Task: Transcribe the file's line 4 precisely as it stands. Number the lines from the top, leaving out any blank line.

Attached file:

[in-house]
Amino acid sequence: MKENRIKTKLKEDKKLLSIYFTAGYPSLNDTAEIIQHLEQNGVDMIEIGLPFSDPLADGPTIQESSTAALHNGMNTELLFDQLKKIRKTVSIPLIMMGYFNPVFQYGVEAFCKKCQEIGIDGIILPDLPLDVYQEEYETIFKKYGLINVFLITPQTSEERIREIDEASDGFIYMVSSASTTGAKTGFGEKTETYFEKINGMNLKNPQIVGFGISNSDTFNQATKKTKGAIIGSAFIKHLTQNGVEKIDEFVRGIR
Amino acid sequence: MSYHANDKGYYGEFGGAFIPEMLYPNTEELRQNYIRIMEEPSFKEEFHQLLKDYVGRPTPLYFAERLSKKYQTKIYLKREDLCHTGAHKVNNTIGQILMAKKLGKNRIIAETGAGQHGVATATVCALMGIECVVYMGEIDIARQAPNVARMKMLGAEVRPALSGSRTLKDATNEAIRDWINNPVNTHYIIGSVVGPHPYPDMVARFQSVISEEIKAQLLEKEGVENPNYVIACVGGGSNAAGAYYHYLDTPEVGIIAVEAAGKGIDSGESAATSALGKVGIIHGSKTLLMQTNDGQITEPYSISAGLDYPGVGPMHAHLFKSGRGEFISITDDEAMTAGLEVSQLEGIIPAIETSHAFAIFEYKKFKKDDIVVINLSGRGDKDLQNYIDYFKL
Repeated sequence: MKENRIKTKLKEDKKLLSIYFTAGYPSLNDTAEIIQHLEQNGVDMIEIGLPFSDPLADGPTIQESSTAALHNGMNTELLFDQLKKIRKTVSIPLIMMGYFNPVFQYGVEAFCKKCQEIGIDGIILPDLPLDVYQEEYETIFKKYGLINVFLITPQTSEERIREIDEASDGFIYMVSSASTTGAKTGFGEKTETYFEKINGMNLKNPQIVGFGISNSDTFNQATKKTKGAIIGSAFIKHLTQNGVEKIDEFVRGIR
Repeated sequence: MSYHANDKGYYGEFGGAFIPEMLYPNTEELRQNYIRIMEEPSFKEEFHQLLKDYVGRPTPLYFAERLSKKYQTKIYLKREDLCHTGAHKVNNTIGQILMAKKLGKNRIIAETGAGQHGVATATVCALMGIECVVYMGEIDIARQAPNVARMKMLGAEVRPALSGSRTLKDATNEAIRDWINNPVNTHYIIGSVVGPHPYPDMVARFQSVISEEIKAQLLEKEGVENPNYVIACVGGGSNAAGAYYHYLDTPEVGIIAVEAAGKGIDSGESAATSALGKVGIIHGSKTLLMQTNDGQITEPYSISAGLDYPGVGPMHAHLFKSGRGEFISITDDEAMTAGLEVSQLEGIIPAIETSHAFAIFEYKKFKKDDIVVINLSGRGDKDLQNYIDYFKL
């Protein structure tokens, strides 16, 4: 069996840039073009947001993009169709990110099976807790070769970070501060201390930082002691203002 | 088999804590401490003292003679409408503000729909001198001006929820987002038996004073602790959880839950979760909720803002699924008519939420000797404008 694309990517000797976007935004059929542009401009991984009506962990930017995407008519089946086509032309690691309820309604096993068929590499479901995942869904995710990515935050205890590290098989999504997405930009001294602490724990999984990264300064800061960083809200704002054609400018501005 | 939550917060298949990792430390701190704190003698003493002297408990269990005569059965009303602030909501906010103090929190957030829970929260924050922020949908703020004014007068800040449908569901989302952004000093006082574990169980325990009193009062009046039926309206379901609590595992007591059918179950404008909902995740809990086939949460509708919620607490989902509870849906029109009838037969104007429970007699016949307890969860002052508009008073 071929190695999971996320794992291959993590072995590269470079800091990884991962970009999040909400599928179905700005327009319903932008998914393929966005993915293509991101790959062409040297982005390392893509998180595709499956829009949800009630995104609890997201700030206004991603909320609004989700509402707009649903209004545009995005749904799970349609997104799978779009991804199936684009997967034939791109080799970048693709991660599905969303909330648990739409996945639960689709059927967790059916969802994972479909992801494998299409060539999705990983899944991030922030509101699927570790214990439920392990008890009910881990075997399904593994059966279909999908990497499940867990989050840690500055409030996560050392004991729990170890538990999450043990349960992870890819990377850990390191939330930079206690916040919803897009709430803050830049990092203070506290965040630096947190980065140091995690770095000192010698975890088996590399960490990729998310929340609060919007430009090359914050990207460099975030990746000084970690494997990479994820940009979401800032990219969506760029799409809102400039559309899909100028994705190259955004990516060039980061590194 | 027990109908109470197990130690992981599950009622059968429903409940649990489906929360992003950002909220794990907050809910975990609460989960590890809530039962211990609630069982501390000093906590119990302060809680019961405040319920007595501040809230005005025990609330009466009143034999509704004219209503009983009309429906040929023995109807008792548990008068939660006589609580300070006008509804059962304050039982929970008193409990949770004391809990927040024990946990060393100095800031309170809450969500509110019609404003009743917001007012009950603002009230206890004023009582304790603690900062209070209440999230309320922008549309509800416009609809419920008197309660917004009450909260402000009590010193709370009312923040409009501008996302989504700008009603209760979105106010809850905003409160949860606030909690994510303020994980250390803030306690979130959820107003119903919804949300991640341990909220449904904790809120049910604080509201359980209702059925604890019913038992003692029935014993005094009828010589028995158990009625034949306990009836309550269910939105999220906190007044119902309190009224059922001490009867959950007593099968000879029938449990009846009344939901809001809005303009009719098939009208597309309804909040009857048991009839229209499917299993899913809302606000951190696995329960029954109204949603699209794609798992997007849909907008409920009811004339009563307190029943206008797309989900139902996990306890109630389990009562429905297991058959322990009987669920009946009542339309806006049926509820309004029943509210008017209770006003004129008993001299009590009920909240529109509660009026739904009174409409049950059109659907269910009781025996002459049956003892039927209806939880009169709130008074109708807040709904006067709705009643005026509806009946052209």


Repeated sequence: MKENRIKTKLKEDKKLLSIYFTAGYPSLNDTAEIIQHLEQNGVDMIEIGLPFSDPLADGPTIQESSTAALHNGMNTELLFDQLKKIRKTVSIPLIMMGYFNPVFQYGVEAFCKKCQEIGIDGIILPDLPLDVYQEEYETIFKKYGLINVFLITPQTSEERIREIDEASDGFIYMVSSASTTGAKTGFGEKTETYFEKINGMNLKNPQIVGFGISNSDTFNQATKKTKGAIIGSAFIKHLTQNGVEKIDEFVRGIR